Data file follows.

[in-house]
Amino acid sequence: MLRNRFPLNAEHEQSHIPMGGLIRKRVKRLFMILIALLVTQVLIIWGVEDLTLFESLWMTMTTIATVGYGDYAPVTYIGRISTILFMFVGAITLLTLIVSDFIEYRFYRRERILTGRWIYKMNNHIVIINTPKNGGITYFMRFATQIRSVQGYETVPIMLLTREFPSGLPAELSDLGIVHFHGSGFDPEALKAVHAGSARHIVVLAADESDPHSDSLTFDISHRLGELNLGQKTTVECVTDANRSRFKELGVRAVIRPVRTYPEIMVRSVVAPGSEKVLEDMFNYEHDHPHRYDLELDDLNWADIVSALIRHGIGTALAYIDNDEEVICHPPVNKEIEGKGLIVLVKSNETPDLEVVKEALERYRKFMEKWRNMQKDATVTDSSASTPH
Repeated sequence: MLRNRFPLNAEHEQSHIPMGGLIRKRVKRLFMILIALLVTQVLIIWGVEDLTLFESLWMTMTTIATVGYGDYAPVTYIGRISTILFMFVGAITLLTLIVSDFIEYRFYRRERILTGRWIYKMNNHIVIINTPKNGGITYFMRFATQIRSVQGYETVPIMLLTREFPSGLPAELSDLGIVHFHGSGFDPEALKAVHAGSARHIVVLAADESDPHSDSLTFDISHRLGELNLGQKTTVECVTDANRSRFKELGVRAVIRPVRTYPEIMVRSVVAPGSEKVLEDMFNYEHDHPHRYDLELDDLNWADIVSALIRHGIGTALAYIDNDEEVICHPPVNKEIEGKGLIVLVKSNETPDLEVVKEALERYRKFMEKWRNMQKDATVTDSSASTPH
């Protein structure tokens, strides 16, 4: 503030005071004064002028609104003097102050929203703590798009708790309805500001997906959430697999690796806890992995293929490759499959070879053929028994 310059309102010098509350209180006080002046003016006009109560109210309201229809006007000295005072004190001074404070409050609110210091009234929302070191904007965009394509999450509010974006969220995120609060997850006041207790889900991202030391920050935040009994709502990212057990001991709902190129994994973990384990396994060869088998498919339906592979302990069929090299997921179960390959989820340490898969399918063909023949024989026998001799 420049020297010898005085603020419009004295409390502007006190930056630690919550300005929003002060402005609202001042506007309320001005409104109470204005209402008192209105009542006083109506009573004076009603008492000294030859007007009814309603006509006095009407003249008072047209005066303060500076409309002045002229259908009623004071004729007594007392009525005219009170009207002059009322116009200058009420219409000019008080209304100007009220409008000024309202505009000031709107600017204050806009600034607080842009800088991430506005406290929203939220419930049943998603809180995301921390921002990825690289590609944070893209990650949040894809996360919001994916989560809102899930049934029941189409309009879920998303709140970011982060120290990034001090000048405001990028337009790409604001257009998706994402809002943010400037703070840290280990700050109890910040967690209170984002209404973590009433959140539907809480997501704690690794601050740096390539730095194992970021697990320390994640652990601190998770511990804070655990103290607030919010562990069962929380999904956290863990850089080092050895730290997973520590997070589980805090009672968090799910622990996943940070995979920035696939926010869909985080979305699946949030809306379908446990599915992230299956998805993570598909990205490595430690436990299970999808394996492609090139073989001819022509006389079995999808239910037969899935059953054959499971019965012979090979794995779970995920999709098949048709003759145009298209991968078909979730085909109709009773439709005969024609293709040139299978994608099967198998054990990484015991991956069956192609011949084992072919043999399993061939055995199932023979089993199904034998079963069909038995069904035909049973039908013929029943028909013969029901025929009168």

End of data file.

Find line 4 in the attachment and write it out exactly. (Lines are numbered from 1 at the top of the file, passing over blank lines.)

């Protein structure tokens, strides 16, 4: 503030005071004064002028609104003097102050929203703590798009708790309805500001997906959430697999690796806890992995293929490759499959070879053929028994 310059309102010098509350209180006080002046003016006009109560109210309201229809006007000295005072004190001074404070409050609110210091009234929302070191904007965009394509999450509010974006969220995120609060997850006041207790889900991202030391920050935040009994709502990212057990001991709902190129994994973990384990396994060869088998498919339906592979302990069929090299997921179960390959989820340490898969399918063909023949024989026998001799 420049020297010898005085603020419009004295409390502007006190930056630690919550300005929003002060402005609202001042506007309320001005409104109470204005209402008192209105009542006083109506009573004076009603008492000294030859007007009814309603006509006095009407003249008072047209005066303060500076409309002045002229259908009623004071004729007594007392009525005219009170009207002059009322116009200058009420219409000019008080209304100007009220409008000024309202505009000031709107600017204050806009600034607080842009800088991430506005406290929203939220419930049943998603809180995301921390921002990825690289590609944070893209990650949040894809996360919001994916989560809102899930049934029941189409309009879920998303709140970011982060120290990034001090000048405001990028337009790409604001257009998706994402809002943010400037703070840290280990700050109890910040967690209170984002209404973590009433959140539907809480997501704690690794601050740096390539730095194992970021697990320390994640652990601190998770511990804070655990103290607030919010562990069962929380999904956290863990850089080092050895730290997973520590997070589980805090009672968090799910622990996943940070995979920035696939926010869909985080979305699946949030809306379908446990599915992230299956998805993570598909990205490595430690436990299970999808394996492609090139073989001819022509006389079995999808239910037969899935059953054959499971019965012979090979794995779970995920999709098949048709003759145009298209991968078909979730085909109709009773439709005969024609293709040139299978994608099967198998054990990484015991991956069956192609011949084992072919043999399993061939055995199932023979089993199904034998079963069909038995069904035909049973039908013929029943028909013969029901025929009168």